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Are All Antidepressants the Same?

Hans-Jürgen Möller, MD

Published: March 31, 2000

Article Abstract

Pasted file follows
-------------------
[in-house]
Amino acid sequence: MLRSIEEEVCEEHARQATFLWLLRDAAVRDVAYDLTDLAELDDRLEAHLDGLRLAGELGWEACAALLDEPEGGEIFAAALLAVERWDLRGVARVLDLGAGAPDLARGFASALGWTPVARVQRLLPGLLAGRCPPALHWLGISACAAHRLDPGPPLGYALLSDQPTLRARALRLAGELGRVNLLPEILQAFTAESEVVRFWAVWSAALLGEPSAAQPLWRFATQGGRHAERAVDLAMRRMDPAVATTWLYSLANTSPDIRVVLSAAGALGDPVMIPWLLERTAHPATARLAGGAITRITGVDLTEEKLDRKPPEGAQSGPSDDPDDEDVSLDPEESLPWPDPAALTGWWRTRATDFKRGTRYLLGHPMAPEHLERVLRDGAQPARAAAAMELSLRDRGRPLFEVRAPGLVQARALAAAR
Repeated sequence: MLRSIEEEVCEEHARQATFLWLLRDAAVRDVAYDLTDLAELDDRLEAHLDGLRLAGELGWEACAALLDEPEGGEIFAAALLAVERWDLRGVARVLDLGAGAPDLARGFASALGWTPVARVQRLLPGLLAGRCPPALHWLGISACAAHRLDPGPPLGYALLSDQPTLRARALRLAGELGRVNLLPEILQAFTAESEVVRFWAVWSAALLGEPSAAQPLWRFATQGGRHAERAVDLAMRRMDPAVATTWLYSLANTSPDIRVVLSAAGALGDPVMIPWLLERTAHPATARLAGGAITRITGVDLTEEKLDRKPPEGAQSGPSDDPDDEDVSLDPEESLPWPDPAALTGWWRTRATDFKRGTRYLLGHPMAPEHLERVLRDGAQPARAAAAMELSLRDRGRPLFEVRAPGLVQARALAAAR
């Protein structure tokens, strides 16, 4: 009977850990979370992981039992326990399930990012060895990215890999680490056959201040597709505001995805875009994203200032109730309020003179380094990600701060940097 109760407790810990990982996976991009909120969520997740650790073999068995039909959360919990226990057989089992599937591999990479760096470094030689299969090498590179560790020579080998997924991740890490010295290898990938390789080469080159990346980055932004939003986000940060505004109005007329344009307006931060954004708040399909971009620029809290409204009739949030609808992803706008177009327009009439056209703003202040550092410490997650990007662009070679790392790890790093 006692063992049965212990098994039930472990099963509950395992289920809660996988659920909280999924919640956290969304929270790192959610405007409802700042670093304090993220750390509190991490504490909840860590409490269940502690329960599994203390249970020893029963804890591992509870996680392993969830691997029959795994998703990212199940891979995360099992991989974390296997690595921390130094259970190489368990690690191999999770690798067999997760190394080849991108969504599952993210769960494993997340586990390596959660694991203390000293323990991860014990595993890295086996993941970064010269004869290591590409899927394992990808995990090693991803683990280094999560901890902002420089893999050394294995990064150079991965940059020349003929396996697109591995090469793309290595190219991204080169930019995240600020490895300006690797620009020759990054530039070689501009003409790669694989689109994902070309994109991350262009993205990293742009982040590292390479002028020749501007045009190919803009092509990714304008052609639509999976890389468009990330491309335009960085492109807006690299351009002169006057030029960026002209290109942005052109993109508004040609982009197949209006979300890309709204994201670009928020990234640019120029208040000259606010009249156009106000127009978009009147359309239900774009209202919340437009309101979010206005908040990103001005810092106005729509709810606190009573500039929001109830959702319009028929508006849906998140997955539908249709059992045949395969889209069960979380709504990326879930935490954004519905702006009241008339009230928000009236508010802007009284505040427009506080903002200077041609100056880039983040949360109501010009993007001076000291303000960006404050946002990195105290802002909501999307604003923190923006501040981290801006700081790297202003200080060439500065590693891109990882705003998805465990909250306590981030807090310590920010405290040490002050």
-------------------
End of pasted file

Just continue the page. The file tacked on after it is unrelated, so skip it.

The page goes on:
Historically, the clinician’s choice of antidepressant agent has been determined largely by considerationof tolerability, given the perception that the therapeutic efficacy of the various antidepressantswas broadly comparable. However, with the advent of the newer, more selective antidepressants, indicationsof variation in clinical efficacy have begun to emerge. The advent of the selective serotoninreuptake inhibitors has been welcomed by patients, largely owing to their superior tolerability profilecompared with older antidepressants. However, severely depressed patients appear to benefit particularlyfrom agents that include a noradrenergic mode of action, such as tricyclic antidepressants and themodern dual-action antidepressants mirtazapine, venlafaxine (at higher doses), and milnacipran. Inaddition, a noradrenergic component may offer superior efficacy in social functioning. The recent developmentof a novel, selective norepinephrine reuptake inhibitor (reboxetine) with proven efficacy ina range of depressed patients will permit the investigation of the relevance of the noradrenergic approach.Clinical observations of the effects of the newer, more selective antidepressants are importantin our understanding of precise mode of action, variation in efficacy and tolerability, and comparativeusefulness in clinical practice.

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